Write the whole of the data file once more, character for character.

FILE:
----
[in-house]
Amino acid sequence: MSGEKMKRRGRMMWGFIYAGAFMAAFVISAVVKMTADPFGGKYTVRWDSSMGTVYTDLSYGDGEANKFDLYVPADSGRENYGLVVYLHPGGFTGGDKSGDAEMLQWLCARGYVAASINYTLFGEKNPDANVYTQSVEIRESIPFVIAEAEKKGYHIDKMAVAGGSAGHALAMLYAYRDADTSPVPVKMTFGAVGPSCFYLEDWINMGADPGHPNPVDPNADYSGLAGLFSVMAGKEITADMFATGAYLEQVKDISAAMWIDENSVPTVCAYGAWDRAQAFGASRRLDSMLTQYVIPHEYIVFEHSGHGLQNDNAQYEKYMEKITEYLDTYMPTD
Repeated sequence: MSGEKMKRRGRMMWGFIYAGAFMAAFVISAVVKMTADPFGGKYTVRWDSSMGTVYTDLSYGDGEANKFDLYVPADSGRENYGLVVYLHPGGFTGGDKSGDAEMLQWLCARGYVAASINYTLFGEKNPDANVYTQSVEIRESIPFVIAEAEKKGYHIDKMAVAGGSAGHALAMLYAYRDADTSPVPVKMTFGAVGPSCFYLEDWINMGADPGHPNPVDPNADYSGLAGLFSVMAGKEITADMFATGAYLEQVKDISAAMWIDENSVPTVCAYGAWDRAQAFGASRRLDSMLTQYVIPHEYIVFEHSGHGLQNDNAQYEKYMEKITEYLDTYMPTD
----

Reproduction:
[in-house]
Amino acid sequence: MSGEKMKRRGRMMWGFIYAGAFMAAFVISAVVKMTADPFGGKYTVRWDSSMGTVYTDLSYGDGEANKFDLYVPADSGRENYGLVVYLHPGGFTGGDKSGDAEMLQWLCARGYVAASINYTLFGEKNPDANVYTQSVEIRESIPFVIAEAEKKGYHIDKMAVAGGSAGHALAMLYAYRDADTSPVPVKMTFGAVGPSCFYLEDWINMGADPGHPNPVDPNADYSGLAGLFSVMAGKEITADMFATGAYLEQVKDISAAMWIDENSVPTVCAYGAWDRAQAFGASRRLDSMLTQYVIPHEYIVFEHSGHGLQNDNAQYEKYMEKITEYLDTYMPTD
Repeated sequence: MSGEKMKRRGRMMWGFIYAGAFMAAFVISAVVKMTADPFGGKYTVRWDSSMGTVYTDLSYGDGEANKFDLYVPADSGRENYGLVVYLHPGGFTGGDKSGDAEMLQWLCARGYVAASINYTLFGEKNPDANVYTQSVEIRESIPFVIAEAEKKGYHIDKMAVAGGSAGHALAMLYAYRDADTSPVPVKMTFGAVGPSCFYLEDWINMGADPGHPNPVDPNADYSGLAGLFSVMAGKEITADMFATGAYLEQVKDISAAMWIDENSVPTVCAYGAWDRAQAFGASRRLDSMLTQYVIPHEYIVFEHSGHGLQNDNAQYEKYMEKITEYLDTYMPTD